In a new column, the BBC's environment analyst Roger Harrabin draws on his experience of a quarter of a century reporting the environment to ask if the government's transport taxes are unfairly penalising those people who use public transport.
CARS BECOME THE CHEAPER WAY TO TRAVEL
Will poorer people lose out to "green" road tax?
Contrary to popular opinion, driving is getting cheaper compared with other forms of transport, according to a report from the Commons Transport Committee.
The MPs say if the government is to hit its targets for reducing emissions, it has to prevent car use becoming even cheaper than using the bus or train.
But they say ministers have to be more open and honest about the purpose of road taxes.
They admit that there's such understandable distrust among drivers of the government's so-called green taxes on motoring that it is easy to miss some of the underlying truths.
One is that taxes on British motorists aren't very different from taxes on drivers in other European countries; that's when you look beyond petrol costs and take all road user charges, like road tolls, into account.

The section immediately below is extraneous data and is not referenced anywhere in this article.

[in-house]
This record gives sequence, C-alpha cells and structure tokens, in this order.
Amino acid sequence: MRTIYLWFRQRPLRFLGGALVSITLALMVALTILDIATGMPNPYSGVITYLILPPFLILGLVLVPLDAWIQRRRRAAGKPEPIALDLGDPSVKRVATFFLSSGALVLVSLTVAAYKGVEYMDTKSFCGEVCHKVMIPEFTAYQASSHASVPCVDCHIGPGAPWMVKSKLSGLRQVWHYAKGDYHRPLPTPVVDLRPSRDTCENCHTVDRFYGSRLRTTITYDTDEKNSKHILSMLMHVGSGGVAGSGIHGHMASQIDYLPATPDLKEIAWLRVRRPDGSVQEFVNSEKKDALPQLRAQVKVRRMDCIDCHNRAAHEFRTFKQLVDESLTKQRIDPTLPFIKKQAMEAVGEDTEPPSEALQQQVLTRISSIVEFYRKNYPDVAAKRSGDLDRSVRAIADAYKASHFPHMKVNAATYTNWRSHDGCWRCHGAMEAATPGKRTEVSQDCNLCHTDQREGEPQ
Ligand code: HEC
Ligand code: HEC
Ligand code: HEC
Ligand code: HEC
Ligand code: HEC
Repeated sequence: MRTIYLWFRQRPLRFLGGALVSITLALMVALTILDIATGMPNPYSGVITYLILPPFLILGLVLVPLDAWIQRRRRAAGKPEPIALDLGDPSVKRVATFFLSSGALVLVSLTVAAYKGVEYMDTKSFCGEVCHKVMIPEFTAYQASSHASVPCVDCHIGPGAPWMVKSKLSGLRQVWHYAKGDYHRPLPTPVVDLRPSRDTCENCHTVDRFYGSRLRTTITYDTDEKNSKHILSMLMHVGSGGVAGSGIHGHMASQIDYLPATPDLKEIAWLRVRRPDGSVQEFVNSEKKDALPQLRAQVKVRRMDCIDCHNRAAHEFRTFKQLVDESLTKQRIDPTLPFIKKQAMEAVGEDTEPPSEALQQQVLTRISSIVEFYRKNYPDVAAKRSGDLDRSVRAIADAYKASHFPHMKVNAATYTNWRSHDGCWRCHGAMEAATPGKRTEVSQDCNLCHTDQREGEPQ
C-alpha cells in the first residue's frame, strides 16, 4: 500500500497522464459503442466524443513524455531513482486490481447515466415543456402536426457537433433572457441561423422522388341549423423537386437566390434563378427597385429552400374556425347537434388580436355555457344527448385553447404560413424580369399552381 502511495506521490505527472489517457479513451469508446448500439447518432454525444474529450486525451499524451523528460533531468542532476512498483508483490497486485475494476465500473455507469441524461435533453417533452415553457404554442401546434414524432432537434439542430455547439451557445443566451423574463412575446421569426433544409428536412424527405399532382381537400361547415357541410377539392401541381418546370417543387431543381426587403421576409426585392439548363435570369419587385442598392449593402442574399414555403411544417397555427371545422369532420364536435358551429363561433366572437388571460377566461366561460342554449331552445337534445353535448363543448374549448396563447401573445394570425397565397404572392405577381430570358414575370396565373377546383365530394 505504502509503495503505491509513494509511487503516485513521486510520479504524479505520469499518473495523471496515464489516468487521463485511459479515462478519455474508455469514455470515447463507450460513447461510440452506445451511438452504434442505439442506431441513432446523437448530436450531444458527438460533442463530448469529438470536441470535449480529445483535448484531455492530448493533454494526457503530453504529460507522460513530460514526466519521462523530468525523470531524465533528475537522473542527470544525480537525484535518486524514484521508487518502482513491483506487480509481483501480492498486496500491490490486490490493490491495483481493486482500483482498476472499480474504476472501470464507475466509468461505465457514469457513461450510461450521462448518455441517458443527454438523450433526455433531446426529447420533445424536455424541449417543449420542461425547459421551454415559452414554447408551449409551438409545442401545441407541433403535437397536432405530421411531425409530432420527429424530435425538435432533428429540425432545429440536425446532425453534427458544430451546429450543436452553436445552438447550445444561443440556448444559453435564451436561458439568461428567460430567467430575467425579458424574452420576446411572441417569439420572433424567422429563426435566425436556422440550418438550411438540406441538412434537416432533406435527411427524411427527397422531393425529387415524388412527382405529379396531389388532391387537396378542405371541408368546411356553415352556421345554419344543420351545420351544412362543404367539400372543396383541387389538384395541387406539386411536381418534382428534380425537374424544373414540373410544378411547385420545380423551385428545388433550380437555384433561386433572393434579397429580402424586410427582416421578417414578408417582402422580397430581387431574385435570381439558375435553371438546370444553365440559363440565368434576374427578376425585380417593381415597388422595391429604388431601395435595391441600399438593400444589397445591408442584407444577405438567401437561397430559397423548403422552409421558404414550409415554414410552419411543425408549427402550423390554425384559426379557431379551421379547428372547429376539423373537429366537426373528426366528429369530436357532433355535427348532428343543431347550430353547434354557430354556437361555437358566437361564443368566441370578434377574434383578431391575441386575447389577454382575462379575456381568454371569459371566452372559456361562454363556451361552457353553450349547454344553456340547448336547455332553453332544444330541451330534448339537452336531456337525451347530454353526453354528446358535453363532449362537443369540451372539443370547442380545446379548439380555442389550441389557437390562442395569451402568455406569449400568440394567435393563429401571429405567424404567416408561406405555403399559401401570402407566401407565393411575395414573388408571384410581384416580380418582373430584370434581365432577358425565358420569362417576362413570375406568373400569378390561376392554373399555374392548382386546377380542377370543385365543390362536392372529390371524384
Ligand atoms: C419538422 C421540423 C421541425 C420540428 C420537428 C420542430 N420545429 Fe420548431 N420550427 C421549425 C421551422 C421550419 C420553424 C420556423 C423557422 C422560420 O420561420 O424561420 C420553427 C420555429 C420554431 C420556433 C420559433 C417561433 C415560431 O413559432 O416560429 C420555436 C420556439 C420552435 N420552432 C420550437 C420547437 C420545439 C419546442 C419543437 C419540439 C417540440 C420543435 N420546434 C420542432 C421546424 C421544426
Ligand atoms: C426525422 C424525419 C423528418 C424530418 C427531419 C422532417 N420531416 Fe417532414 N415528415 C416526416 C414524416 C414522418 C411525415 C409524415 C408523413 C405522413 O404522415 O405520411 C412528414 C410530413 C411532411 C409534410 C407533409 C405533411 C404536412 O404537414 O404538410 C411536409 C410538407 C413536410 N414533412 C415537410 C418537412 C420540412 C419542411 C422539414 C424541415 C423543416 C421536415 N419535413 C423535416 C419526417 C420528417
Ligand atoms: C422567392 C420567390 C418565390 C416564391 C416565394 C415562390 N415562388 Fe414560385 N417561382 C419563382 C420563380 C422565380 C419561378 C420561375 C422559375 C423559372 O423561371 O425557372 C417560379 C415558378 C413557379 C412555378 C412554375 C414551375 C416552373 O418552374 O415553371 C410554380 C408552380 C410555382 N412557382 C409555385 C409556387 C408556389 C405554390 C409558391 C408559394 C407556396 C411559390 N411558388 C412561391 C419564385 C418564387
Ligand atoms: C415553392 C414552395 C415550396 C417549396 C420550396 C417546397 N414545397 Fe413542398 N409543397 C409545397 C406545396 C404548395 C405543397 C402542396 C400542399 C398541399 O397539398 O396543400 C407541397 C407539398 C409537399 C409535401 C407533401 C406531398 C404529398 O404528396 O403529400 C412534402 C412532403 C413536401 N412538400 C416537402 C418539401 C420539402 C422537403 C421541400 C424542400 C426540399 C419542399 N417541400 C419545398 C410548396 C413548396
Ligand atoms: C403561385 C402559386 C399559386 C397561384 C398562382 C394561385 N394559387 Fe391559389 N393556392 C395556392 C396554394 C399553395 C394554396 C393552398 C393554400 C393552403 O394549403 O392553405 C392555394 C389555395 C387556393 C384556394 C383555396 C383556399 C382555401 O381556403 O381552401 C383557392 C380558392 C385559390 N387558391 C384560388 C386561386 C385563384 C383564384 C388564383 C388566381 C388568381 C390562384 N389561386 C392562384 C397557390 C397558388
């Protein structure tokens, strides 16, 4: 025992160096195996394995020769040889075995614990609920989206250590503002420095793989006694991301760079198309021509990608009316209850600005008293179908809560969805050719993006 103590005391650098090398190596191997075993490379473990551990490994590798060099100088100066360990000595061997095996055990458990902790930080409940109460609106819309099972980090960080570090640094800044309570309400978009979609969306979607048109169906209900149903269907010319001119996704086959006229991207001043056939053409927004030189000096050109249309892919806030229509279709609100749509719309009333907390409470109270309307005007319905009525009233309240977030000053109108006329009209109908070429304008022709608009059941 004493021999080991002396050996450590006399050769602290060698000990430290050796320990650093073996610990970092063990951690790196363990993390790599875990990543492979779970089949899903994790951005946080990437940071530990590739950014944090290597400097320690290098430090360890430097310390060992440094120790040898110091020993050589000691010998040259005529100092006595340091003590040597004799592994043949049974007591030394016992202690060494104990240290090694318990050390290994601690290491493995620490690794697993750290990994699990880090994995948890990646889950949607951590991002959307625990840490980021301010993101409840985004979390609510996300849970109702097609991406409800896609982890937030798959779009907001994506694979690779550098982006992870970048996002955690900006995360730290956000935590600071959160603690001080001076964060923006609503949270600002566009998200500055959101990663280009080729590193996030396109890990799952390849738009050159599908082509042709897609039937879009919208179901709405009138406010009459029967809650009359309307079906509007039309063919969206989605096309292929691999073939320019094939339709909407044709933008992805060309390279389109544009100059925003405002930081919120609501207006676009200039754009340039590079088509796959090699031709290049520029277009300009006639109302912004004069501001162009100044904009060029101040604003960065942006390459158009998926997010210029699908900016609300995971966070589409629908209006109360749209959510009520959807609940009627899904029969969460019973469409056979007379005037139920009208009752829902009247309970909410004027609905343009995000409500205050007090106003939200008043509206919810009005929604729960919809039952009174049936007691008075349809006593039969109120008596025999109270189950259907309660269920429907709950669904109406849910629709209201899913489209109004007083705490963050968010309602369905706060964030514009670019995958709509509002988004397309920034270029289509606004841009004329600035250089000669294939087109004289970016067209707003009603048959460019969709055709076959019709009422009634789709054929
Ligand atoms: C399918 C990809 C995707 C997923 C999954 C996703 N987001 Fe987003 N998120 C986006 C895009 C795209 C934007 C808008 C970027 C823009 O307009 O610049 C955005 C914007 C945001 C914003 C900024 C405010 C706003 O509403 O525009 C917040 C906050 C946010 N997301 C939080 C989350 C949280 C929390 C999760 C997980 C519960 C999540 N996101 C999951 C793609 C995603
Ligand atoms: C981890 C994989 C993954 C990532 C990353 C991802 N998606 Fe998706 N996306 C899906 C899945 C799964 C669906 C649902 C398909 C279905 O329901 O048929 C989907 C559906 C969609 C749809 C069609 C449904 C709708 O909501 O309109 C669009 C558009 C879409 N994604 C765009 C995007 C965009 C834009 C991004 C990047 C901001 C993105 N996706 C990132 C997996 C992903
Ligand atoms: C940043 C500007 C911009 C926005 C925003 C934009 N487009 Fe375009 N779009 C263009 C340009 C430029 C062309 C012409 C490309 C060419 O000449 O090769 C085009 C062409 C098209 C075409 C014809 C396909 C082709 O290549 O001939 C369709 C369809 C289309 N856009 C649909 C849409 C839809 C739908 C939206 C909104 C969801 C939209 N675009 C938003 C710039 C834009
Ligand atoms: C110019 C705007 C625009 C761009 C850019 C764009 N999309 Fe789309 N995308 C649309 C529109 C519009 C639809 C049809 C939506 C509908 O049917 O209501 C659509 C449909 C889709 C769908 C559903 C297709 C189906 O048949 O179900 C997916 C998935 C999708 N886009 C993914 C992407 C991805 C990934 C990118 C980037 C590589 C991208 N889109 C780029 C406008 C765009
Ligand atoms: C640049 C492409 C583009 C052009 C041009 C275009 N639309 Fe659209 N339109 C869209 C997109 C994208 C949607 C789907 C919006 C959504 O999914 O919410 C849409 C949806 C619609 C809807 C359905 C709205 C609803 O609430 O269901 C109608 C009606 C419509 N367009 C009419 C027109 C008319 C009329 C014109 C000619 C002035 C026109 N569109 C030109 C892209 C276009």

The other is that relative to the cost of using the bus or train. It's getting cheaper and cheaper to use the car.
Transport minister Paul Clark, responding to a parliamentary question from Lib Dem MP Norman Baker, said government figures showed that the real cost of motoring had declined by 17% between 1979 and 2008.
Yet, during the same period, bus and coach fares had risen by 55%, while rail fares had gone up by 49%.
The growing disparity creates a vicious spiral in which travellers reject buses because they're expensive; that reduces passenger numbers which forces bus firms to put up prices and reduce services, resulting in even more people using their cars.
The MPs say this trend has to be reversed if the government hopes to meet its environmental targets unveiled with a fanfare last week. Yet the government has a policy to increase rail fares 1% above inflation year-on-year and has no policy on bus fares at all, preferring - in Treasury-speak - to "leave it to the market".
In other words, policies on pricing (or non-policies) are running directly contradictory to the overall low-carbon strategy.
Green group Campaign for the Protection of Rural England (CPRE) echoes the committee's recommendations on the cost of public transport and point out that government policies will also put poorer drivers living in rural areas at a disadvantage.
In future, wealthy urban drivers will be able to buy electric cars and use them almost tax-free, while poor people in the countryside who can only afford old bangers will find themselves paying 8% more because of increasing "green" taxes on fuel.
It's another reminder that the challenge of creating a low-carbon economy are even deeper than suggested in last week's documents.
Another report on fuel poverty raises similar issues - for all its apparent joined-up thinking, transport and home insulation are two areas that clearly need fresh ideas.
More on green taxes in coming weeks.